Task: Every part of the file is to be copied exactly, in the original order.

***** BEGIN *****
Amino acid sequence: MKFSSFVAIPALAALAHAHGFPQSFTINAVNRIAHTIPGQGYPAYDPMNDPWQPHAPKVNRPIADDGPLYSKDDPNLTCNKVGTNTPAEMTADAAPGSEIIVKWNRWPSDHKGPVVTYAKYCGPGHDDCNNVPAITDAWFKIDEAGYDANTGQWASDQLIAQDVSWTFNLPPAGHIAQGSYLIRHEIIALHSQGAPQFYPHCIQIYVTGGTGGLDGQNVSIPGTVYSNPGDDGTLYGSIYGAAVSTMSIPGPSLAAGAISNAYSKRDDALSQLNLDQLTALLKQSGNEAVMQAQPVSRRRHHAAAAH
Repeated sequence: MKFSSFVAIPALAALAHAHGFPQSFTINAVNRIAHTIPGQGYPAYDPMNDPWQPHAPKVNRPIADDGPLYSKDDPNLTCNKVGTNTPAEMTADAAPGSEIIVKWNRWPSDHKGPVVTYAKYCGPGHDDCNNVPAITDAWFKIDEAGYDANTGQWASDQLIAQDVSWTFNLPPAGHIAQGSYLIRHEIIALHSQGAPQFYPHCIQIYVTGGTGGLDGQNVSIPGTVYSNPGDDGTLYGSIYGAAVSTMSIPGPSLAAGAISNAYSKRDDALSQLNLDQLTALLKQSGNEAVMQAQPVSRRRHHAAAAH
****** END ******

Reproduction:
Amino acid sequence: MKFSSFVAIPALAALAHAHGFPQSFTINAVNRIAHTIPGQGYPAYDPMNDPWQPHAPKVNRPIADDGPLYSKDDPNLTCNKVGTNTPAEMTADAAPGSEIIVKWNRWPSDHKGPVVTYAKYCGPGHDDCNNVPAITDAWFKIDEAGYDANTGQWASDQLIAQDVSWTFNLPPAGHIAQGSYLIRHEIIALHSQGAPQFYPHCIQIYVTGGTGGLDGQNVSIPGTVYSNPGDDGTLYGSIYGAAVSTMSIPGPSLAAGAISNAYSKRDDALSQLNLDQLTALLKQSGNEAVMQAQPVSRRRHHAAAAH
Repeated sequence: MKFSSFVAIPALAALAHAHGFPQSFTINAVNRIAHTIPGQGYPAYDPMNDPWQPHAPKVNRPIADDGPLYSKDDPNLTCNKVGTNTPAEMTADAAPGSEIIVKWNRWPSDHKGPVVTYAKYCGPGHDDCNNVPAITDAWFKIDEAGYDANTGQWASDQLIAQDVSWTFNLPPAGHIAQGSYLIRHEIIALHSQGAPQFYPHCIQIYVTGGTGGLDGQNVSIPGTVYSNPGDDGTLYGSIYGAAVSTMSIPGPSLAAGAISNAYSKRDDALSQLNLDQLTALLKQSGNEAVMQAQPVSRRRHHAAAAH